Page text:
Linking remotely sensed ecosystem resilience with forest mortality across the continental United States

Xiaonan Tai, Anna T. Trugman, William R.L. Anderegg

Research output: Contribution to journalArticlepeer-review

3 Scopus citations


Episodes of forest mortality have been observed worldwide associated with climate change, impacting species composition and ecosystem services such as water resources and carbon sequestration. Yet our ability to predict forest mortality remains limited, especially across large scales. Time series of satellite imagery has been used to document ecosystem resilience globally, but it is not clear how well remotely sensed resilience can inform the prediction of forest mortality across continental, multi-biome scales. Here, we leverage forest inventories across the continental United States to systematically assess the potential of ecosystem resilience derived using different data sets and methods to predict forest mortality. We found high resilience was associated with low mortality in eastern forests but was associated with high mortality in western regions. The unexpected resilience–mortality relation in western United States may be due to several factors including plant trait acclimation, insect population dynamics, or resource competition. Overall, our results not only supported the opportunity to use remotely sensed ecosystem resilience to predict forest mortality but also highlighted that ecological factors may have crucial influences because they can reverse the sign of the resilience–mortality relationships.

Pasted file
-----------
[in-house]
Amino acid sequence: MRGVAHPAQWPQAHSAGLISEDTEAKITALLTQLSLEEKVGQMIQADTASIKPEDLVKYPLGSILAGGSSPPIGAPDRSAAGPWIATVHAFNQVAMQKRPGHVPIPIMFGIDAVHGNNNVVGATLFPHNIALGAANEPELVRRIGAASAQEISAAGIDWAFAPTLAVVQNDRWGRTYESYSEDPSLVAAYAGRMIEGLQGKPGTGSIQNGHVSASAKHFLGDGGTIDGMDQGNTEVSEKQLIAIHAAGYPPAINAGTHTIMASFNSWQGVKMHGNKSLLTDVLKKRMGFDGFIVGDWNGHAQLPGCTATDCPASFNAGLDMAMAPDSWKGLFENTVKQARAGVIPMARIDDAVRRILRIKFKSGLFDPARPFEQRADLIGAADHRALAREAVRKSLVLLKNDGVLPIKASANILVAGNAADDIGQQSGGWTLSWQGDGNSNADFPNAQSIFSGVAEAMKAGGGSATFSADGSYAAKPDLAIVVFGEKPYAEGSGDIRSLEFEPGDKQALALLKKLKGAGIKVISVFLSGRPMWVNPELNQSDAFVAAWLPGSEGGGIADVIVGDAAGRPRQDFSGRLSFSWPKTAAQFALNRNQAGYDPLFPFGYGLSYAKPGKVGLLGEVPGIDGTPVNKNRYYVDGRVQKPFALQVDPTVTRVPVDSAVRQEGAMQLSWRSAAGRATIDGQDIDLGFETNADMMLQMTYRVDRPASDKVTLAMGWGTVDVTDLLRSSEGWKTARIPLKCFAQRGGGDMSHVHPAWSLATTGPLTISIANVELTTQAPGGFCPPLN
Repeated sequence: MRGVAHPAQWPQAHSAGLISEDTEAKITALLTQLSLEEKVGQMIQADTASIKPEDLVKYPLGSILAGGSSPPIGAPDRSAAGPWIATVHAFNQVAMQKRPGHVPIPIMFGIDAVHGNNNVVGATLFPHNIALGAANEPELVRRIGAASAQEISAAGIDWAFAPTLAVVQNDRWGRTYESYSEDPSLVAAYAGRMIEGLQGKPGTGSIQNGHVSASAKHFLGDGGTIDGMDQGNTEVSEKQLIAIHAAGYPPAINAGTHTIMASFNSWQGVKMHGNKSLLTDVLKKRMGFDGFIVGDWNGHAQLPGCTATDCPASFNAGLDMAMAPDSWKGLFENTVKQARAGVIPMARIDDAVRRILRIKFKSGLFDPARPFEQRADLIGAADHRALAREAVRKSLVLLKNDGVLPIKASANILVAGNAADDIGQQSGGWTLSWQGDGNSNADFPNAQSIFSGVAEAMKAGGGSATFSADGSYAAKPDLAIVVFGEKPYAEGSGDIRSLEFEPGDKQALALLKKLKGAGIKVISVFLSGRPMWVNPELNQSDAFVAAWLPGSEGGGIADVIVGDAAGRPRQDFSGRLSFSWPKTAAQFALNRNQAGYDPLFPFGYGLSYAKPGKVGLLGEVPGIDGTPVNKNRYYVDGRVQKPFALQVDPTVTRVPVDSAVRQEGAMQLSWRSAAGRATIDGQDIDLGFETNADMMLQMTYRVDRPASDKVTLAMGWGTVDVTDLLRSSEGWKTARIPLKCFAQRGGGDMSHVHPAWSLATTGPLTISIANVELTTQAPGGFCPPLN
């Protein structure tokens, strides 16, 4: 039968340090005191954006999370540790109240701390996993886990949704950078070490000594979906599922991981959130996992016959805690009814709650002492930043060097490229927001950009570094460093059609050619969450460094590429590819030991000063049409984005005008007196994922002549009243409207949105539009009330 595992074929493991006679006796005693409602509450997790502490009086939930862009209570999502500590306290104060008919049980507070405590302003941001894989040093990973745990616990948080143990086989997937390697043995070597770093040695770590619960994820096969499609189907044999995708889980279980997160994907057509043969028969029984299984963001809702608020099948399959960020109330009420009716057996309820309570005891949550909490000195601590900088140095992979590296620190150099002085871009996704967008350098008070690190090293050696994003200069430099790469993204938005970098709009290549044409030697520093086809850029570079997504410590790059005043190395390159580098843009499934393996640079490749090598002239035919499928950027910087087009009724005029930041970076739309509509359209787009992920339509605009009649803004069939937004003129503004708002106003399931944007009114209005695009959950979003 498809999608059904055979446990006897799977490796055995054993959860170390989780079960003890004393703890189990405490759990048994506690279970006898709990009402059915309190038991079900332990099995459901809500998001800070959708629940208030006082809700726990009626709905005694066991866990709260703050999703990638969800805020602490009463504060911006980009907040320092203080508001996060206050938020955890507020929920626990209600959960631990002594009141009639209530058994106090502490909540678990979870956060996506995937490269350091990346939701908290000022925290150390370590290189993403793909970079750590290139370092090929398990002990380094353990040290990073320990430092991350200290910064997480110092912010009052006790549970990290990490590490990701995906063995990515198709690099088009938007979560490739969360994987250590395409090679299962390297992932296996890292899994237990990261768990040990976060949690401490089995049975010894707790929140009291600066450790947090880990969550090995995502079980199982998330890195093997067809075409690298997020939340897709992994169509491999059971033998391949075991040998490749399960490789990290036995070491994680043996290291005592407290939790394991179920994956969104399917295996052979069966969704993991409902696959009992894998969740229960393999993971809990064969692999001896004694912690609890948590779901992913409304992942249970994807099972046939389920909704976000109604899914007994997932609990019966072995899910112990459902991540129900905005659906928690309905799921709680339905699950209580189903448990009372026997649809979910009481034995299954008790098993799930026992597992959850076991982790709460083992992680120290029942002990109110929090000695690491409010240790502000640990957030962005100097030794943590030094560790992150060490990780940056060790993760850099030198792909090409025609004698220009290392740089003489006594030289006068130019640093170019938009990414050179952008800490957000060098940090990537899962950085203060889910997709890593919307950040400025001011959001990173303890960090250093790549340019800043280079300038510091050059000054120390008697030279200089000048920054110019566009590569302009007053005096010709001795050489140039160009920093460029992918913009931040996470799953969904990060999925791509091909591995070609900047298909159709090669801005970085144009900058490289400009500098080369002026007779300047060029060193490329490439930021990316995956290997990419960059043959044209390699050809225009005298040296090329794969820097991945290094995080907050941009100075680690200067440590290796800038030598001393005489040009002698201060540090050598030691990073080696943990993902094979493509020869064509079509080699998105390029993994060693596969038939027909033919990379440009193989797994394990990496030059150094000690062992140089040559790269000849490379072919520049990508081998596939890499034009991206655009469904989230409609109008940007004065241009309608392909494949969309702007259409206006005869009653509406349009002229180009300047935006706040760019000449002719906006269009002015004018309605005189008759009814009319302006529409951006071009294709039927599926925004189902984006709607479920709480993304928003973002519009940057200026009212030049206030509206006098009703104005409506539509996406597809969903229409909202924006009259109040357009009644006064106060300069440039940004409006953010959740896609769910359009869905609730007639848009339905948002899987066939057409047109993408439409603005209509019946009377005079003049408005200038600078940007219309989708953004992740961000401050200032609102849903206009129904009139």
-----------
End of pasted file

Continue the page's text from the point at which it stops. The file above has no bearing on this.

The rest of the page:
Original languageEnglish (US)
Pages (from-to)1096-1105
Number of pages10
JournalGlobal Change Biology
Issue number4
StatePublished - Feb 2023

All Science Journal Classification (ASJC) codes

  • Global and Planetary Change
  • Environmental Chemistry
  • Ecology
  • General Environmental Science


  • NDVI
  • VOD
  • ecosystem resilience
  • forest inventory
  • remote sensing
  • tree mortality


Dive into the research topics of 'Linking remotely sensed ecosystem resilience with forest mortality across the continental United States'. Together they form a unique fingerprint.

Cite this